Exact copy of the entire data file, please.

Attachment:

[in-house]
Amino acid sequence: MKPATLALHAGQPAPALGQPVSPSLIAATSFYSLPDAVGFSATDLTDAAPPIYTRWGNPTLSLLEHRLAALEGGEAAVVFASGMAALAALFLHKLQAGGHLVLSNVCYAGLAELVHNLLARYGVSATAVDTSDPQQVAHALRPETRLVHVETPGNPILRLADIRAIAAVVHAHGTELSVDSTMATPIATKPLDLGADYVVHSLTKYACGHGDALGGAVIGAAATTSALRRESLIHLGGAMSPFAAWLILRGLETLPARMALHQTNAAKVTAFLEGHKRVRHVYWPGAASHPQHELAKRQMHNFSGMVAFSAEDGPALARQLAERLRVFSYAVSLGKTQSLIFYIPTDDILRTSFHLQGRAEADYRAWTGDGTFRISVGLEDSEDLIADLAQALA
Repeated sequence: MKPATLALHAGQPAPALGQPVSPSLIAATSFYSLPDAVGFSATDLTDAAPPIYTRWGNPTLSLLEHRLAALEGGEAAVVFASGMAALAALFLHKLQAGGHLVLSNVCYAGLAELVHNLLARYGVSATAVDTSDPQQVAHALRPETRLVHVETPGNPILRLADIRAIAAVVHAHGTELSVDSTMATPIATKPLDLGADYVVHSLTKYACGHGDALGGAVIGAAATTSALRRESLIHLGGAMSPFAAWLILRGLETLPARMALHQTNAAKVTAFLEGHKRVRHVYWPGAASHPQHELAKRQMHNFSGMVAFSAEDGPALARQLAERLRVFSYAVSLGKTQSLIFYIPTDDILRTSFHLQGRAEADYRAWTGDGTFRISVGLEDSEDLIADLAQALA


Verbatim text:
[in-house]
Amino acid sequence: MKPATLALHAGQPAPALGQPVSPSLIAATSFYSLPDAVGFSATDLTDAAPPIYTRWGNPTLSLLEHRLAALEGGEAAVVFASGMAALAALFLHKLQAGGHLVLSNVCYAGLAELVHNLLARYGVSATAVDTSDPQQVAHALRPETRLVHVETPGNPILRLADIRAIAAVVHAHGTELSVDSTMATPIATKPLDLGADYVVHSLTKYACGHGDALGGAVIGAAATTSALRRESLIHLGGAMSPFAAWLILRGLETLPARMALHQTNAAKVTAFLEGHKRVRHVYWPGAASHPQHELAKRQMHNFSGMVAFSAEDGPALARQLAERLRVFSYAVSLGKTQSLIFYIPTDDILRTSFHLQGRAEADYRAWTGDGTFRISVGLEDSEDLIADLAQALA
Repeated sequence: MKPATLALHAGQPAPALGQPVSPSLIAATSFYSLPDAVGFSATDLTDAAPPIYTRWGNPTLSLLEHRLAALEGGEAAVVFASGMAALAALFLHKLQAGGHLVLSNVCYAGLAELVHNLLARYGVSATAVDTSDPQQVAHALRPETRLVHVETPGNPILRLADIRAIAAVVHAHGTELSVDSTMATPIATKPLDLGADYVVHSLTKYACGHGDALGGAVIGAAATTSALRRESLIHLGGAMSPFAAWLILRGLETLPARMALHQTNAAKVTAFLEGHKRVRHVYWPGAASHPQHELAKRQMHNFSGMVAFSAEDGPALARQLAERLRVFSYAVSLGKTQSLIFYIPTDDILRTSFHLQGRAEADYRAWTGDGTFRISVGLEDSEDLIADLAQALA